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Digital Signature Standard and DSA Algorithm

Digital Signature Standard and DSA Algorithm

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Published by Sajendra Kumar
Digital Signature Standard and DSA Algorithm with example
Digital Signature Standard and DSA Algorithm with example

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Published by: Sajendra Kumar on Sep 19, 2012
Copyright:Attribution Non-commercial


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DSS: Digital Signature Standard and DSA Algorithm
SAJENDRA KUMAR, AP, IIMT IET, MEERUTWhat is a Digital Signature?
Digital signatures are essential in today’s modern
world to verify the
sender of a document’s identity. A digital signature is represented in a
computer as a string of binary digits. The signature is computer using a setof rules and parameters (algorithm) such that the identity of the personsigning the document as well as the originality of the data can be verified.The signature is generated by the use of a private key. A private key isknown only to the user. The signature is verified makes use of a public keywhich corresponds to (but not the same, i.e. mathematically infeasible todeduct private key from public) the private key. With every user having apublic/private key pair, this is an example of public-key cryptography.Public keys, which are known by everyone, can be used to verify thesignature of a user. The private key, which is never shared, is used insignature generation, which can only be done by the user.Digital signatures are used to detect unauthorized modifications todata. Also, the recipient of a digitally signed document in proving to a thirdparty that the document was indeed signed by the person who it is claimedto be signed by. This is known as nonrepudiation, because the person whosigned the document cannot repudiate the signature at a later time. Digital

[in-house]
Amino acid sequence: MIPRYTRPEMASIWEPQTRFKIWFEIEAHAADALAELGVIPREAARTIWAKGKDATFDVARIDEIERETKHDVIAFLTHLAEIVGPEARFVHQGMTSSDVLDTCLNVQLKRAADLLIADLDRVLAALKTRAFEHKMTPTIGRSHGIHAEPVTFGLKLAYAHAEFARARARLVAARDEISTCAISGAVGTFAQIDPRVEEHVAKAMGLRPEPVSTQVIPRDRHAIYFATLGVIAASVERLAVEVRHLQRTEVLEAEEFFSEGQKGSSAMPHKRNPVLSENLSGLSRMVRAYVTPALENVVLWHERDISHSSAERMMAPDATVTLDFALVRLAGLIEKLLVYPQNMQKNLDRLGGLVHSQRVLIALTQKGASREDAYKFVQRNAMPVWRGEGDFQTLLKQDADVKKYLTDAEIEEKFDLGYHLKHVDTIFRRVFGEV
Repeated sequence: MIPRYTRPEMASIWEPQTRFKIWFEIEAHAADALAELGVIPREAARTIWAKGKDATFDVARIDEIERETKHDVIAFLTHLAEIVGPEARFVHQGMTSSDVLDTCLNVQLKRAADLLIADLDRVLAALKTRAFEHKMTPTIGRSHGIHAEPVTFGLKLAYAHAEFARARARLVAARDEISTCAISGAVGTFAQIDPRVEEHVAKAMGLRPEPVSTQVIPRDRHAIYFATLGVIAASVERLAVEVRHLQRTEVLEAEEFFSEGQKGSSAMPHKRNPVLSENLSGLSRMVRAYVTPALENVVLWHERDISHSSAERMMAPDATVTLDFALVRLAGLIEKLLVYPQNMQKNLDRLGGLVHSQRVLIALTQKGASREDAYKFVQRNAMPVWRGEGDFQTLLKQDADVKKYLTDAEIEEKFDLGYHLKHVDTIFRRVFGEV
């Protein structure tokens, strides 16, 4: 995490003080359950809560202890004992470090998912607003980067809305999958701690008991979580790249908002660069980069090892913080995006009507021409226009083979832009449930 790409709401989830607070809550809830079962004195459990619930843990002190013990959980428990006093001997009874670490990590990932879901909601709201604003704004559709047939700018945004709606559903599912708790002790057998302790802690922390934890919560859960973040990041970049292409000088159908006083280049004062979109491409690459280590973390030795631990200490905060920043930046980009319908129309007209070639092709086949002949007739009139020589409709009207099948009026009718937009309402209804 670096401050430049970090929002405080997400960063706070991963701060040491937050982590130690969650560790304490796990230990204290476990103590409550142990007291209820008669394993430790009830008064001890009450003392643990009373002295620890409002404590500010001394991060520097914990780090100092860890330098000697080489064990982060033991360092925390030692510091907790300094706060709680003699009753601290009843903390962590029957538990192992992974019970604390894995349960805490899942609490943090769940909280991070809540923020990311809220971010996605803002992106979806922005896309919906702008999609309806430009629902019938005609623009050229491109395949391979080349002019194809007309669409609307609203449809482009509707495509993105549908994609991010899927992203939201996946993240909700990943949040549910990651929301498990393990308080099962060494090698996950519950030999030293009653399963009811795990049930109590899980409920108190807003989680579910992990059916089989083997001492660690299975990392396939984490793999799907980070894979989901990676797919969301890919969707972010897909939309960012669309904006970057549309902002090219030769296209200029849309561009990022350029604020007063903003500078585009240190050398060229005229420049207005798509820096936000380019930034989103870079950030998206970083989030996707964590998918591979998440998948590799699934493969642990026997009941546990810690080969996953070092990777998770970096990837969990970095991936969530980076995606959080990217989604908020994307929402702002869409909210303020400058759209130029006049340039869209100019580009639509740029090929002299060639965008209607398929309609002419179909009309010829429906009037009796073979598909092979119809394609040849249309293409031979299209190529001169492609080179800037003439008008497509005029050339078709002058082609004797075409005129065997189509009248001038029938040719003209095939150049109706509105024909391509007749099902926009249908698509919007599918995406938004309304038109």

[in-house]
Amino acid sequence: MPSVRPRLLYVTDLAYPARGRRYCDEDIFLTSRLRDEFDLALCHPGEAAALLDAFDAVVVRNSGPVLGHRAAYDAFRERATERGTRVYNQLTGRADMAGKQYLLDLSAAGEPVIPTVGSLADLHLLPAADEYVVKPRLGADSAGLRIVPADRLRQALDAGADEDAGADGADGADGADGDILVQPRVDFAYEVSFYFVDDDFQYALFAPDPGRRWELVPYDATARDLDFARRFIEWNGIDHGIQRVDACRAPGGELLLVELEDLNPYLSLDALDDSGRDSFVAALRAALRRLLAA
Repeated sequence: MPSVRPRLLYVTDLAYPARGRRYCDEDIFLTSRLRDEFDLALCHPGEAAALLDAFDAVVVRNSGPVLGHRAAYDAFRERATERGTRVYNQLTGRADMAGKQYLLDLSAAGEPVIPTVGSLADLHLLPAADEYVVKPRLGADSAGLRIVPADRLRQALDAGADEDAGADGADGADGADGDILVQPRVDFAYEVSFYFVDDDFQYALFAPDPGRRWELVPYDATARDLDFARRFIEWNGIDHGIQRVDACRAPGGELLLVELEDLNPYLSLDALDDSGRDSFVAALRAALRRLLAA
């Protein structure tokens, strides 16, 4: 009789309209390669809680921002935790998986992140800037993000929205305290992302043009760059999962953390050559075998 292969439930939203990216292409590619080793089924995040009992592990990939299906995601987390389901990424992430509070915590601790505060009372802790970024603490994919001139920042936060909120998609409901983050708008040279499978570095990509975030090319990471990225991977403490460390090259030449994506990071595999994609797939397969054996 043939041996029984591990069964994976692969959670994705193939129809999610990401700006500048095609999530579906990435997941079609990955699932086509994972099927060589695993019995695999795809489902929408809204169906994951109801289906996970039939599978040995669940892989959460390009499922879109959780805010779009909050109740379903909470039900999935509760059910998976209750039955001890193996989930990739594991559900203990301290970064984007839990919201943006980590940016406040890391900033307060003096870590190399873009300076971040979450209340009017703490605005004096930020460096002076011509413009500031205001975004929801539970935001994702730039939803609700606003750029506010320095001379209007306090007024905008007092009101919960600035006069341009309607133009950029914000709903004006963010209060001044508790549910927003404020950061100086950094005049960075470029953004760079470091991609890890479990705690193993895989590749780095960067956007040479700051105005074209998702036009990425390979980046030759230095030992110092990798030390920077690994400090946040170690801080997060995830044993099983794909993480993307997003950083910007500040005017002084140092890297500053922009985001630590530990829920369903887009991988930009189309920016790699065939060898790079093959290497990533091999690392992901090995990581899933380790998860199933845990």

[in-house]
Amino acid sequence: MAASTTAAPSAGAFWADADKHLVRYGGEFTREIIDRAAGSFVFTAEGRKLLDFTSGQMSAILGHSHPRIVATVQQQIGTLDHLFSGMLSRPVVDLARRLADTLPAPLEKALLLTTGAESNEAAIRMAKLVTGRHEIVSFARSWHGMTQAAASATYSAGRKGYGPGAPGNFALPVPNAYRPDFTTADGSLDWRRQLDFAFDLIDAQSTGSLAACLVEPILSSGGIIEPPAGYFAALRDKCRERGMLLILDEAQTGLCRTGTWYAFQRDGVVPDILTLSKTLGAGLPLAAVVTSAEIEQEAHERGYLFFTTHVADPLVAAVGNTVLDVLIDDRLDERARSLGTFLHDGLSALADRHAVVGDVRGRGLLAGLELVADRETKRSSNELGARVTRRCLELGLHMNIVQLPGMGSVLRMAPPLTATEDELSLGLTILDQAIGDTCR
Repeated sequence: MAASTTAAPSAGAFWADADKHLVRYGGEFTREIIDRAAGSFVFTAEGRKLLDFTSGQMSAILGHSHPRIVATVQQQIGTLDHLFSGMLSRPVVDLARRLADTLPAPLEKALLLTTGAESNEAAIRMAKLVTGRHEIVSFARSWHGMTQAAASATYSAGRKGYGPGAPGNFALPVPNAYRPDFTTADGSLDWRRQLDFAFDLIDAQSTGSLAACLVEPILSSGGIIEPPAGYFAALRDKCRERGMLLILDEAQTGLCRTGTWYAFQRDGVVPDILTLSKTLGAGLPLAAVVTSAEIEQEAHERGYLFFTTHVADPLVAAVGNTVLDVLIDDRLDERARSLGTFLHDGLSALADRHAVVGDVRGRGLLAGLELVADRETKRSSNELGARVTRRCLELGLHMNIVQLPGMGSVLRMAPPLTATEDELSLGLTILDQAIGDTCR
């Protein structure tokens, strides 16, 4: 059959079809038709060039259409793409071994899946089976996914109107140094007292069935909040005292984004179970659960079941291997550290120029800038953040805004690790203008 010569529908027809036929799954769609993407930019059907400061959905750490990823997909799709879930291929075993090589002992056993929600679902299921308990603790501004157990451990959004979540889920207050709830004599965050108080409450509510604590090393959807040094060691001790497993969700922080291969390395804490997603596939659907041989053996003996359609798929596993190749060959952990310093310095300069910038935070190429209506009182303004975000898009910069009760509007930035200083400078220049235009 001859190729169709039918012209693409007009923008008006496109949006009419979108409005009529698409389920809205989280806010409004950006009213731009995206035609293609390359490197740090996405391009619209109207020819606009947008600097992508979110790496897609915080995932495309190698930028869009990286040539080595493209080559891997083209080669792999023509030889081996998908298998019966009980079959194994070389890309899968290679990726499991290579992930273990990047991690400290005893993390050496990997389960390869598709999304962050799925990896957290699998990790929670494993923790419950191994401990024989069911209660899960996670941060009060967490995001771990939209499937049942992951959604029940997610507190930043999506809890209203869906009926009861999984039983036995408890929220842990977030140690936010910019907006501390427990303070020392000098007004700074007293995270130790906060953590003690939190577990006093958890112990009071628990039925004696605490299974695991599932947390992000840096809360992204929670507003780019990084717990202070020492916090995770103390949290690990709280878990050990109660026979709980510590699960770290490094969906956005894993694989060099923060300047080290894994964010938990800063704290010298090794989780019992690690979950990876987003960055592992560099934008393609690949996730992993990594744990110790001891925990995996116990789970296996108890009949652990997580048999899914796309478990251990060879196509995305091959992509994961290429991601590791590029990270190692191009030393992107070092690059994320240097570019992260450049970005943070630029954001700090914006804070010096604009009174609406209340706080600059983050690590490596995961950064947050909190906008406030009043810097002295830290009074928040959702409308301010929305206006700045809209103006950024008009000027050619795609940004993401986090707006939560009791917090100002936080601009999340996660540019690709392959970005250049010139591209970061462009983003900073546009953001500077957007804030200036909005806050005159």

signature algorithms can be used in e-mails, electronic funds transfer,electronic data interchange, software distribution, data storage, and justabout any application that would need to assure the integrity and originalityof data.
What is in the Standard?
There are three algorithms that are suitable for digital signaturegeneration under the DSS standard. They are the Digital SignatureAlgorithm (DSA, which I will talk about more in depth later), the RSAalgorithm, and the Elliptic Curve Digital Signature Algorithm (ECDSA). Alsoin this standard is a hash function to be used in the signature generationprocess. It is used to obtain a condensed version of the data, which is calleda message digest. This message digest is then put into the digital signaturealgorithm to generate the digitally signed message. The same hash functionis used in the verification process as well. The hash function used in theDSS standard is specified in the Secure Hash Standard (SHS), which are thespecifications for the Secure Hash Algorithm (SHA). The SHA is based onprinciples similar to those used by Professor Ronald L. Rivest of MIT whendesigning the MD4 message digest algorithm and is closely modeled afterthat algorithm. When a message of any length < 2
bits is input, the SHAproduces a 160-bit output (message digest). Signing the message digestrather than the message often improves the efficiency of the process
because the message digest is usually much smaller in size than themessage.
 DSA Parameters:
p = a prime modulus, where 2
< p < 2
for 512 ≤ L ≤ 1024 and L is
a multiple of 64. So L will be one member of the set {512, 576, 640,704, 768, 832, 896, 960, 1024}
q = a prime divisor of p-1, where 2
< q < 2
DSA is a variant on the ElGamal and Schnorr algorithms descriptionof DSA
p = 2
a prime number, where L= 512 to 1024 bits and is a multiple of 64q a 160 bit prime factor of p-1g = h(p-1)/q where h is any number less than p-1 with h(p-1)/q(mod p)> 1x a number less than qy = g
(mod p)To
a message M generate random k, k<qComputer = (g
(mod p))(mod q)s = k-1.SHA(M)+ x.r (mod q)the signature is (r,s)To
a signature:w = s-1(mod q)u1= (SHA(M).w)(mod q)

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